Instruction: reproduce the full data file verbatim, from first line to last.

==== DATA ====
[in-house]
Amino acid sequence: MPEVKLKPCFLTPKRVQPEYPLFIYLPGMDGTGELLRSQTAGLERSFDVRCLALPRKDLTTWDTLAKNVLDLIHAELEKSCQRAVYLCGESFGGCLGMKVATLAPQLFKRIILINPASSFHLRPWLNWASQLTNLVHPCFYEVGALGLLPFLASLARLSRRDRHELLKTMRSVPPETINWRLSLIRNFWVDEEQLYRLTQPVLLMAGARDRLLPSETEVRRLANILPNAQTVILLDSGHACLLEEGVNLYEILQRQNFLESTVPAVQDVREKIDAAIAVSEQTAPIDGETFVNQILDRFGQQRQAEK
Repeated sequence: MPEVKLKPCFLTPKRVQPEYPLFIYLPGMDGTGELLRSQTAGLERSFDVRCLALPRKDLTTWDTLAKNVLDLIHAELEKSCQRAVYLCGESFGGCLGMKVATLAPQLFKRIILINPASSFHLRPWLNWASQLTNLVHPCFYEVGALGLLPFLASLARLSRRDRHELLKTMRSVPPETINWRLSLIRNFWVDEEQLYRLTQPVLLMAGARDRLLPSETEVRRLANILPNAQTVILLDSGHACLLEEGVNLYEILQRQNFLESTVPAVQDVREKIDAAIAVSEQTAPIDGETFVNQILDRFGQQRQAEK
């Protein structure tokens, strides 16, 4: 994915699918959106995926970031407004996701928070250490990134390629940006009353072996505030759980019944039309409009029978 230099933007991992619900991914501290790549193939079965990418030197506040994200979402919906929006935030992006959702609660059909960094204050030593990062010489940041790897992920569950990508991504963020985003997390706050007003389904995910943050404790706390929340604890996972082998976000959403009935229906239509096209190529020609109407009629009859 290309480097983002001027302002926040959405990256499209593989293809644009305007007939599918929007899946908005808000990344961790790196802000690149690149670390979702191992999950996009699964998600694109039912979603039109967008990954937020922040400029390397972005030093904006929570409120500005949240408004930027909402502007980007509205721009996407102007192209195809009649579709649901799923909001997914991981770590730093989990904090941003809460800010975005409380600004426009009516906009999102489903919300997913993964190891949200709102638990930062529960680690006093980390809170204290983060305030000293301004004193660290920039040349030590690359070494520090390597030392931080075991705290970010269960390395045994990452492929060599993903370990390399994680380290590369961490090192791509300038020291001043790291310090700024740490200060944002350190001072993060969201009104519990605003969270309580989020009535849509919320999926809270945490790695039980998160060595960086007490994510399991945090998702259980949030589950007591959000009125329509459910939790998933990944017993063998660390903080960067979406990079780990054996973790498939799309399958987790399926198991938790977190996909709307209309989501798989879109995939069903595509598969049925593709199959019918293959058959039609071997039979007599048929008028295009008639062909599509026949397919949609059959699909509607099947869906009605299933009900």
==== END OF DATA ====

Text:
[in-house]
Amino acid sequence: MPEVKLKPCFLTPKRVQPEYPLFIYLPGMDGTGELLRSQTAGLERSFDVRCLALPRKDLTTWDTLAKNVLDLIHAELEKSCQRAVYLCGESFGGCLGMKVATLAPQLFKRIILINPASSFHLRPWLNWASQLTNLVHPCFYEVGALGLLPFLASLARLSRRDRHELLKTMRSVPPETINWRLSLIRNFWVDEEQLYRLTQPVLLMAGARDRLLPSETEVRRLANILPNAQTVILLDSGHACLLEEGVNLYEILQRQNFLESTVPAVQDVREKIDAAIAVSEQTAPIDGETFVNQILDRFGQQRQAEK
Repeated sequence: MPEVKLKPCFLTPKRVQPEYPLFIYLPGMDGTGELLRSQTAGLERSFDVRCLALPRKDLTTWDTLAKNVLDLIHAELEKSCQRAVYLCGESFGGCLGMKVATLAPQLFKRIILINPASSFHLRPWLNWASQLTNLVHPCFYEVGALGLLPFLASLARLSRRDRHELLKTMRSVPPETINWRLSLIRNFWVDEEQLYRLTQPVLLMAGARDRLLPSETEVRRLANILPNAQTVILLDSGHACLLEEGVNLYEILQRQNFLESTVPAVQDVREKIDAAIAVSEQTAPIDGETFVNQILDRFGQQRQAEK
């Protein structure tokens, strides 16, 4: 994915699918959106995926970031407004996701928070250490990134390629940006009353072996505030759980019944039309409009029978 230099933007991992619900991914501290790549193939079965990418030197506040994200979402919906929006935030992006959702609660059909960094204050030593990062010489940041790897992920569950990508991504963020985003997390706050007003389904995910943050404790706390929340604890996972082998976000959403009935229906239509096209190529020609109407009629009859 290309480097983002001027302002926040959405990256499209593989293809644009305007007939599918929007899946908005808000990344961790790196802000690149690149670390979702191992999950996009699964998600694109039912979603039109967008990954937020922040400029390397972005030093904006929570409120500005949240408004930027909402502007980007509205721009996407102007192209195809009649579709649901799923909001997914991981770590730093989990904090941003809460800010975005409380600004426009009516906009999102489903919300997913993964190891949200709102638990930062529960680690006093980390809170204290983060305030000293301004004193660290920039040349030590690359070494520090390597030392931080075991705290970010269960390395045994990452492929060599993903370990390399994680380290590369961490090192791509300038020291001043790291310090700024740490200060944002350190001072993060969201009104519990605003969270309580989020009535849509919320999926809270945490790695039980998160060595960086007490994510399991945090998702259980949030589950007591959000009125329509459910939790998933990944017993063998660390903080960067979406990079780990054996973790498939799309399958987790399926198991938790977190996909709307209309989501798989879109995939069903595509598969049925593709199959019918293959058959039609071997039979007599048929008028295009008639062909599509026949397919949609059959699909509607099947869906009605299933009900």